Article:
Wednesday, December 26, 2012
Tips provided by Ohio Highway Patrol and FEMA.
Editor’s note: This article was originally posted Jan. 3, 2012. It has been updated with the most recent numbers from the Ohio State Highway Patrol and republished to help you drive safely this winter. From December 2011 through March 2012, the Ohio State Highway Patrol reports that there were 15,526 crashes on snow, ice or slush-covered roads. About 4,500 people were injured in these accidents, and 27 were killed. Speed was reported as a cause in 72 percent of those accidents. This is less than the year before, when there were 37,429 accidents during those months. The state Highway Patrol and the Federal Emergency Management Agency (FEMA) have offered some tips for driving safely in the snow and items you should keep in your car in …
Saturday, September 8, 2012
September is National Preparedness Month.
You've heard all the "no-duh" tips before about preparing for a disaster: keep water and non-perishable food on hand, have a flashlight with extra batteries, etc. But this month, the federal government is hoping you will get down to the details to make a plan for, not the unthinkable, but the inevitable: wild fires, tornadoes, hurricanes, floods or even terrorism and pandemics. To get the word out, FEMA, the Federal Emergency Management Agency, has built an extensive website to help citizens plan and prepare. Ready.gov offers instructions on how to ready your family, your home, your car and even your business for an emergency. The site includes tips specific to disasters common in your area, like a flood or a tornado. There are even …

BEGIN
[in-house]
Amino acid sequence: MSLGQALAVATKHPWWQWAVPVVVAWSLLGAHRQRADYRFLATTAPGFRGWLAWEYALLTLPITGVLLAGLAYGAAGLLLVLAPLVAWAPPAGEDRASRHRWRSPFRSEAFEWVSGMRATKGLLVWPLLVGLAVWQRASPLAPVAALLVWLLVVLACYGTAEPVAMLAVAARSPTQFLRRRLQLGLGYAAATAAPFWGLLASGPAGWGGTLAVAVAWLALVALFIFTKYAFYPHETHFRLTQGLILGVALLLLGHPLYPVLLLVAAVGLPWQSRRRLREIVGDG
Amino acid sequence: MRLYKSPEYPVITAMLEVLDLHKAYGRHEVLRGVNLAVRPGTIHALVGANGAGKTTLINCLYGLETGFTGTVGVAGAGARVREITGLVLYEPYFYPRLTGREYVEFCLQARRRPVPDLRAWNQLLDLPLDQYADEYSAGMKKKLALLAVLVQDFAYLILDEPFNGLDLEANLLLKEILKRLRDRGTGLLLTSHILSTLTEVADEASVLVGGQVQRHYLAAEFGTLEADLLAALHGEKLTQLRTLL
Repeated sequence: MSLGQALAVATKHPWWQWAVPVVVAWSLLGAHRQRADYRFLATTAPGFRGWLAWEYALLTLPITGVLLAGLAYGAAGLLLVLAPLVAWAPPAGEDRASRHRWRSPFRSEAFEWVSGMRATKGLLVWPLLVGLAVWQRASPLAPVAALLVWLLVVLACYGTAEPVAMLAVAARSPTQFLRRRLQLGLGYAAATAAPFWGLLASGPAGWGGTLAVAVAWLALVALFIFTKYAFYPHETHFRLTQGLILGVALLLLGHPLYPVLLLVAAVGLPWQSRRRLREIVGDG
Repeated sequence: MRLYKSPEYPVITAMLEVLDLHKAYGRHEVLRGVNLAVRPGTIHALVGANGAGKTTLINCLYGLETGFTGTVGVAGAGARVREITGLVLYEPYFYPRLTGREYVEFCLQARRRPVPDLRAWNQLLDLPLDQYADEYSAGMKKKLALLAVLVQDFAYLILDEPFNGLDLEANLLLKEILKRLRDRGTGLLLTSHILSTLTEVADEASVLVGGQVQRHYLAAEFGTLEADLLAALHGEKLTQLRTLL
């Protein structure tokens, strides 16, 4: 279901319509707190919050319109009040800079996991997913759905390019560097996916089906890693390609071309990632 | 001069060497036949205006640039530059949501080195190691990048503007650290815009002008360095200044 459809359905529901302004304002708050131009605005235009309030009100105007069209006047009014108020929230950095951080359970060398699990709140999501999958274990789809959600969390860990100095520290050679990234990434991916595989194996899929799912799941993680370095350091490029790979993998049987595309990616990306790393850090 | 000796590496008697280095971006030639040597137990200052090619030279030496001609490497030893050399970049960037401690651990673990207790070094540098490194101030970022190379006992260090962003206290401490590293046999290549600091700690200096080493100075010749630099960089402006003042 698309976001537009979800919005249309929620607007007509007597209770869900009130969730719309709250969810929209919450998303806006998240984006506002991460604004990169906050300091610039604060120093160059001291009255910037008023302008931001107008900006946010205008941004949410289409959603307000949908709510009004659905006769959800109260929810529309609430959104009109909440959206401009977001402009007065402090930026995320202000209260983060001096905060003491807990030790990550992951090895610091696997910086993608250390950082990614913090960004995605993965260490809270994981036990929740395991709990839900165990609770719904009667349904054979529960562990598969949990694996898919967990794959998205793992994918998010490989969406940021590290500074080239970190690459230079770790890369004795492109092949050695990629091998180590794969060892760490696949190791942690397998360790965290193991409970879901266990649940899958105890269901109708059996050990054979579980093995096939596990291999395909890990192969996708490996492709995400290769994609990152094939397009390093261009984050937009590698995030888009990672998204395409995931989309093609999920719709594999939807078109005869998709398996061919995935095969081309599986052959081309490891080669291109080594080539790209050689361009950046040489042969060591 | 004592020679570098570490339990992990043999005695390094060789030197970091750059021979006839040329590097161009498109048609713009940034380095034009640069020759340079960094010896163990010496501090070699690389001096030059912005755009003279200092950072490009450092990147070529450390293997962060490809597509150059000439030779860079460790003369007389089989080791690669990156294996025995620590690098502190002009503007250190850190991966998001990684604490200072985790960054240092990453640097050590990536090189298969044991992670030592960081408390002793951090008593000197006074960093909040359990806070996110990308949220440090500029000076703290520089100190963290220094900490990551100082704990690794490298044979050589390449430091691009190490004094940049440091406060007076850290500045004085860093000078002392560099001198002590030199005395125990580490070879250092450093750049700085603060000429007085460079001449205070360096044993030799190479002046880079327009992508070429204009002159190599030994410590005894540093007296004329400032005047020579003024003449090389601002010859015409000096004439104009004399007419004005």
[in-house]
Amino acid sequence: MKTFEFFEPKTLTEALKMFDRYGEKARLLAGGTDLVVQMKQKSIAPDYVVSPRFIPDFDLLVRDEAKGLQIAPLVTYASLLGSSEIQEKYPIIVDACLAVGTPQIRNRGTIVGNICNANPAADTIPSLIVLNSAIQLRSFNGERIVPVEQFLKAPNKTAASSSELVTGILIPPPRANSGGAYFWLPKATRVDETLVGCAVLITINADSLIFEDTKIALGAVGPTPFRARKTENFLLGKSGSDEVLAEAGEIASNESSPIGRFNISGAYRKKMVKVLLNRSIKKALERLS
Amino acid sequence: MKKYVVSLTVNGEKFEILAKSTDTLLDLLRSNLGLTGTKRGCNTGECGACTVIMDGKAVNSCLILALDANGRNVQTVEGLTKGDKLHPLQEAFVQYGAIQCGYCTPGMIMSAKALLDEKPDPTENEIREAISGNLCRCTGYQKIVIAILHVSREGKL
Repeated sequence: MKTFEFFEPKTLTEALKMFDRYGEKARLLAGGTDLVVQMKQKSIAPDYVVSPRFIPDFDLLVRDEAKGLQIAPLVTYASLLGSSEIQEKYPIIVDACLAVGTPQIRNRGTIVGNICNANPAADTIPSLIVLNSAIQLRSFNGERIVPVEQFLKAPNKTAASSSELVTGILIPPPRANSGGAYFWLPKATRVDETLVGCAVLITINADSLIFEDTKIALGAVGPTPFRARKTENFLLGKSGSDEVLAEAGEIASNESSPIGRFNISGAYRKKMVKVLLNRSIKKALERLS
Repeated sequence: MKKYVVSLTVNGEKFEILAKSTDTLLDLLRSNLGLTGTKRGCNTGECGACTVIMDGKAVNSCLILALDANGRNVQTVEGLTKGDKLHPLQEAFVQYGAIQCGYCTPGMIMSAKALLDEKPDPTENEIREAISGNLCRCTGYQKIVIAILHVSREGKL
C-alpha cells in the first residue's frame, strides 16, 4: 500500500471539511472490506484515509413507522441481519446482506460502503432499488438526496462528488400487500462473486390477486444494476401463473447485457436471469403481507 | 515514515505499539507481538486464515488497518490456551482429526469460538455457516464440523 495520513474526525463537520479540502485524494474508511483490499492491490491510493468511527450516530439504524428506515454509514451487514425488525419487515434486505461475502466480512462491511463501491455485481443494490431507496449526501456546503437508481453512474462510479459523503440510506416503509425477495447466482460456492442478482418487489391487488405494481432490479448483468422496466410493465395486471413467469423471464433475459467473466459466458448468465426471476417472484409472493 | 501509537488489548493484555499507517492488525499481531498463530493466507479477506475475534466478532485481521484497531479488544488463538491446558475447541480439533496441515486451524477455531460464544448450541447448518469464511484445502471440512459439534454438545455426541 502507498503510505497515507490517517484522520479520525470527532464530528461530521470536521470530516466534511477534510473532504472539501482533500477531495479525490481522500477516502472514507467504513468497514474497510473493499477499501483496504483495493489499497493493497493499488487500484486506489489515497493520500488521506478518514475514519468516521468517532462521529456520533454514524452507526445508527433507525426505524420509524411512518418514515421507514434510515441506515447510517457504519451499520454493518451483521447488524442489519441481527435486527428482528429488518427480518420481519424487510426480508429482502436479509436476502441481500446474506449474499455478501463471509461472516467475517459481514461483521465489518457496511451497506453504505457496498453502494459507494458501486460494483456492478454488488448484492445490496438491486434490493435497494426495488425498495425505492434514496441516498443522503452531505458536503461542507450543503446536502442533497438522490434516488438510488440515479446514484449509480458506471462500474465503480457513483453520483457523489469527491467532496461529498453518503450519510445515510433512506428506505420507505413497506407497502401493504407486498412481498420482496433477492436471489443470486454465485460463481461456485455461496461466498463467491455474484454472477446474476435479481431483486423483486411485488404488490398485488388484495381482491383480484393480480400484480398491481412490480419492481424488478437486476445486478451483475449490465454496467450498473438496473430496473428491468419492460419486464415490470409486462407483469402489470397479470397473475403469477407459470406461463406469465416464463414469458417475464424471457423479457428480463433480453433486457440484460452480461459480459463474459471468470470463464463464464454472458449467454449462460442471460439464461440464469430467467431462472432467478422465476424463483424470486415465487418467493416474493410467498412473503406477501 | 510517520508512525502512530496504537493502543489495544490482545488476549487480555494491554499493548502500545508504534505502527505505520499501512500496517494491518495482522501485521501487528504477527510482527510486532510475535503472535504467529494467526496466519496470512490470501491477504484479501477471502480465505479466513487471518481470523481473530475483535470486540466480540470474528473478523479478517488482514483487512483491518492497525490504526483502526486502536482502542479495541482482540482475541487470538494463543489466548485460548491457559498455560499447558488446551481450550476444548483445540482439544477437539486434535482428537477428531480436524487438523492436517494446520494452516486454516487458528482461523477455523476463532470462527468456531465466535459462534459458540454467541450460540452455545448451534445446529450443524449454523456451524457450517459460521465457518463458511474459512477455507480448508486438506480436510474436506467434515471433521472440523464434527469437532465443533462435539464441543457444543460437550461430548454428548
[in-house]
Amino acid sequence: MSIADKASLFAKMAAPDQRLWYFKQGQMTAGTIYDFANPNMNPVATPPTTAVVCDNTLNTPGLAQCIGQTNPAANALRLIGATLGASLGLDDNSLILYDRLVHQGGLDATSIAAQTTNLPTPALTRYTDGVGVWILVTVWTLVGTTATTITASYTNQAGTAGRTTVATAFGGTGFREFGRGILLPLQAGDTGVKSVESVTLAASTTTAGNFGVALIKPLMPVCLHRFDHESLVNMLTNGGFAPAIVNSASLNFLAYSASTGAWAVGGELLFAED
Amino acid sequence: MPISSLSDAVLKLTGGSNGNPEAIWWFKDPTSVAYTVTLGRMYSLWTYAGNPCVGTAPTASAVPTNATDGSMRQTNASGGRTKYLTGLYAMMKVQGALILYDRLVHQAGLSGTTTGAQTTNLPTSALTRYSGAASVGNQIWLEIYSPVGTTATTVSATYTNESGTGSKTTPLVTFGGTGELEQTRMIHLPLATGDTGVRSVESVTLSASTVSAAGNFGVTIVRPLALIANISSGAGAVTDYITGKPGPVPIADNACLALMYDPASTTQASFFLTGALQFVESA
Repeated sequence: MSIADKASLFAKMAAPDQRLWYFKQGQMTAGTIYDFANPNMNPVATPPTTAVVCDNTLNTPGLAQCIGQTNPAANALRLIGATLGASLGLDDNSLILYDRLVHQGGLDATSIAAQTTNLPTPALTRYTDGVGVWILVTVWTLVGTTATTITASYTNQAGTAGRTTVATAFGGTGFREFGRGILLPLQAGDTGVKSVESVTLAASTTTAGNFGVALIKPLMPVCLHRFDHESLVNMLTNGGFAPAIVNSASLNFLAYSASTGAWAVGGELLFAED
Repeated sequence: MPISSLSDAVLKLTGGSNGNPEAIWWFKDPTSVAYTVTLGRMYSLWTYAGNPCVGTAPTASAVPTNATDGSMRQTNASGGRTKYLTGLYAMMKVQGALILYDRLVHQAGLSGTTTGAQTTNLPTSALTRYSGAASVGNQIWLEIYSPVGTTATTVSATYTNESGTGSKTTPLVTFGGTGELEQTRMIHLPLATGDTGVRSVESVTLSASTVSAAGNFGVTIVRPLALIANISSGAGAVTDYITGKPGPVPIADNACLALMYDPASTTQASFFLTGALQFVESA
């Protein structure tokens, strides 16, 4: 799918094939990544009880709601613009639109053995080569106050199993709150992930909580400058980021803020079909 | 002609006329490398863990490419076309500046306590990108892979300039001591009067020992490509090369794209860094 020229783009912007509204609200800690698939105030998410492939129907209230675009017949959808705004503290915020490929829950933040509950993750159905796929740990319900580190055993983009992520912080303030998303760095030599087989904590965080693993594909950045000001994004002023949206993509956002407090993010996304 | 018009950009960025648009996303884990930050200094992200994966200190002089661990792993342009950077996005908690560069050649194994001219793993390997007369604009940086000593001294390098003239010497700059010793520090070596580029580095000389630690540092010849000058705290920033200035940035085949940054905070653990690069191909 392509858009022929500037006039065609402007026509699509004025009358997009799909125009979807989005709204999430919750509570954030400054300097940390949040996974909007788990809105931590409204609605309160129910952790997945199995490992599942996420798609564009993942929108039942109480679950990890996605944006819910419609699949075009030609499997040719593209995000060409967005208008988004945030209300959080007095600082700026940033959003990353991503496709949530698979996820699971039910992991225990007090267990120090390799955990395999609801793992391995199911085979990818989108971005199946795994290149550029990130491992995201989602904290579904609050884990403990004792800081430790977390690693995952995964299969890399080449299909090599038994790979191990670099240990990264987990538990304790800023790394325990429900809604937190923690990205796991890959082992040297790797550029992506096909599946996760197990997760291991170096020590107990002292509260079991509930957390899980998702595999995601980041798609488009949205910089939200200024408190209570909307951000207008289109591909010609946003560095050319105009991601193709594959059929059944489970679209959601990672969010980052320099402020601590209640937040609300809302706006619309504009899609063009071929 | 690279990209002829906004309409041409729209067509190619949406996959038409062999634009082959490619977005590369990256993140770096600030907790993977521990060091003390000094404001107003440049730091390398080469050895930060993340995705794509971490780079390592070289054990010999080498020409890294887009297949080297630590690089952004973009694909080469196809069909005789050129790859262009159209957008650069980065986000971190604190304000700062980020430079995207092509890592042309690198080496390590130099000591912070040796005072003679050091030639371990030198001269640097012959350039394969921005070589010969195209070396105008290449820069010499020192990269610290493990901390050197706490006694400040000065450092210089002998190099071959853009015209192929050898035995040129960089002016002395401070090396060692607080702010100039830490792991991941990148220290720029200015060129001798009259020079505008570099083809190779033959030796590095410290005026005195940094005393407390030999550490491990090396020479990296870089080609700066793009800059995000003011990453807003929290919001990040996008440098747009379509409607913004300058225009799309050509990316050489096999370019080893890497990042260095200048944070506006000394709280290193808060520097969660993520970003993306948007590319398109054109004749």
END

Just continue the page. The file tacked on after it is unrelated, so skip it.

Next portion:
Wednesday, November 9, 2011
The test will happen simultaneously on all radio and television stations at 2 p.m. Wednesday.
It's just a test, only a test. No need to be alarmed. The Federal Emergency Management Agency is testing its emergency alert system at 2 p.m. Wednesday on every radio and television station in the country, including Alaska, Hawaii, the territories of Puerto Rico, the U.S. Virgin Islands, and American Samoa. The test is only 30 seconds long. On the radio, you'll hear that it's just a test. On television, you'll see a crawl that tells you it's a test. FEMA is asking people to alert their friends, relatives and neighbors so they are not alarmed when they hear the test. Got questions? Check out FEMA's frequently asked questions page.